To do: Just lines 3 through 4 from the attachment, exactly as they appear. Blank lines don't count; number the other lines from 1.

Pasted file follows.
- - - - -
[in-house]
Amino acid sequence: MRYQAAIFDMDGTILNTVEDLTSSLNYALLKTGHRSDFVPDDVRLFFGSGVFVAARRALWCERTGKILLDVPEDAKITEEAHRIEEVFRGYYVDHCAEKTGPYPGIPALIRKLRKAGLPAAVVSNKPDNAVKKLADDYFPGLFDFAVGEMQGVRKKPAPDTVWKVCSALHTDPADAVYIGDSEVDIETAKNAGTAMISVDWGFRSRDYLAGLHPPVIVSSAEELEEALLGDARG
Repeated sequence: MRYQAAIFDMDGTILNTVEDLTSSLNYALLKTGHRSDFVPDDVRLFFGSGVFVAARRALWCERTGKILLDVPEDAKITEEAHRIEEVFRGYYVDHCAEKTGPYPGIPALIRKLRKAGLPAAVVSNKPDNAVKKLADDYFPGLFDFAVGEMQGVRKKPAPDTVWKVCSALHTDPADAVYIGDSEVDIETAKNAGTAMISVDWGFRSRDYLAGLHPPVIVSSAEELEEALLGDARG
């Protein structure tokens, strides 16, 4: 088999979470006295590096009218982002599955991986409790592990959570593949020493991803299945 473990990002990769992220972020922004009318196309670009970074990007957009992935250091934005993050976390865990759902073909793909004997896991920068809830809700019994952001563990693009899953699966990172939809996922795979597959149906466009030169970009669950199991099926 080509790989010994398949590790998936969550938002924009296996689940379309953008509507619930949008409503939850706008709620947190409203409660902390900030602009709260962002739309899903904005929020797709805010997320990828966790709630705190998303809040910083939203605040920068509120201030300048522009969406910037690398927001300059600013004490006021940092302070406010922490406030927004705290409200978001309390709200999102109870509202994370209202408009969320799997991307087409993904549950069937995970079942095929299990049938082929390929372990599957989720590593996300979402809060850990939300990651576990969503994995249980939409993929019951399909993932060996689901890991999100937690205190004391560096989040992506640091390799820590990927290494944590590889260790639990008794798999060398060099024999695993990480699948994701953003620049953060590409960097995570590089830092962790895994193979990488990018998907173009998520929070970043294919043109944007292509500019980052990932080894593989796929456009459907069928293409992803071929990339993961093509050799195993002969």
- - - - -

Repeated sequence: MRYQAAIFDMDGTILNTVEDLTSSLNYALLKTGHRSDFVPDDVRLFFGSGVFVAARRALWCERTGKILLDVPEDAKITEEAHRIEEVFRGYYVDHCAEKTGPYPGIPALIRKLRKAGLPAAVVSNKPDNAVKKLADDYFPGLFDFAVGEMQGVRKKPAPDTVWKVCSALHTDPADAVYIGDSEVDIETAKNAGTAMISVDWGFRSRDYLAGLHPPVIVSSAEELEEALLGDARG
């Protein structure tokens, strides 16, 4: 088999979470006295590096009218982002599955991986409790592990959570593949020493991803299945 473990990002990769992220972020922004009318196309670009970074990007957009992935250091934005993050976390865990759902073909793909004997896991920068809830809700019994952001563990693009899953699966990172939809996922795979597959149906466009030169970009669950199991099926 080509790989010994398949590790998936969550938002924009296996689940379309953008509507619930949008409503939850706008709620947190409203409660902390900030602009709260962002739309899903904005929020797709805010997320990828966790709630705190998303809040910083939203605040920068509120201030300048522009969406910037690398927001300059600013004490006021940092302070406010922490406030927004705290409200978001309390709200999102109870509202994370209202408009969320799997991307087409993904549950069937995970079942095929299990049938082929390929372990599957989720590593996300979402809060850990939300990651576990969503994995249980939409993929019951399909993932060996689901890991999100937690205190004391560096989040992506640091390799820590990927290494944590590889260790639990008794798999060398060099024999695993990480699948994701953003620049953060590409960097995570590089830092962790895994193979990488990018998907173009998520929070970043294919043109944007292509500019980052990932080894593989796929456009459907069928293409992803071929990339993961093509050799195993002969």